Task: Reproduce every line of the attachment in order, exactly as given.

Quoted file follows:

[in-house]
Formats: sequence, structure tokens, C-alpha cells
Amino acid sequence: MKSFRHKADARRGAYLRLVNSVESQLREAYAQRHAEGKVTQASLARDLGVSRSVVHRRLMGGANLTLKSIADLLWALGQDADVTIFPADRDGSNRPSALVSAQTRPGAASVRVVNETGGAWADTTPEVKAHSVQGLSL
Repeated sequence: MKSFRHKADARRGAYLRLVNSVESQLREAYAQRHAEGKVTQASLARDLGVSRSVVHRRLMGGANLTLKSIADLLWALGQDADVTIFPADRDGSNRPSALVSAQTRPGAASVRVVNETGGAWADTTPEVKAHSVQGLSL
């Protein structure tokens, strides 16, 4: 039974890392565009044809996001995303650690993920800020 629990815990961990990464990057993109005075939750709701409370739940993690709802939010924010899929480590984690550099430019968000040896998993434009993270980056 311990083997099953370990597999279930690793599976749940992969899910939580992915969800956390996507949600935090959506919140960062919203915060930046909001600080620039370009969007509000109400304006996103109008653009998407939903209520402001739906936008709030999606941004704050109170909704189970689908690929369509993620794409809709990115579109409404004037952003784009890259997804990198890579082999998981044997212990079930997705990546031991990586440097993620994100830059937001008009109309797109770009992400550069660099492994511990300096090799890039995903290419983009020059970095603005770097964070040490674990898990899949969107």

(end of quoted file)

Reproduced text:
[in-house]
Formats: sequence, structure tokens, C-alpha cells
Amino acid sequence: MKSFRHKADARRGAYLRLVNSVESQLREAYAQRHAEGKVTQASLARDLGVSRSVVHRRLMGGANLTLKSIADLLWALGQDADVTIFPADRDGSNRPSALVSAQTRPGAASVRVVNETGGAWADTTPEVKAHSVQGLSL
Repeated sequence: MKSFRHKADARRGAYLRLVNSVESQLREAYAQRHAEGKVTQASLARDLGVSRSVVHRRLMGGANLTLKSIADLLWALGQDADVTIFPADRDGSNRPSALVSAQTRPGAASVRVVNETGGAWADTTPEVKAHSVQGLSL
């Protein structure tokens, strides 16, 4: 039974890392565009044809996001995303650690993920800020 629990815990961990990464990057993109005075939750709701409370739940993690709802939010924010899929480590984690550099430019968000040896998993434009993270980056 311990083997099953370990597999279930690793599976749940992969899910939580992915969800956390996507949600935090959506919140960062919203915060930046909001600080620039370009969007509000109400304006996103109008653009998407939903209520402001739906936008709030999606941004704050109170909704189970689908690929369509993620794409809709990115579109409404004037952003784009890259997804990198890579082999998981044997212990079930997705990546031991990586440097993620994100830059937001008009109309797109770009992400550069660099492994511990300096090799890039995903290419983009020059970095603005770097964070040490674990898990899949969107």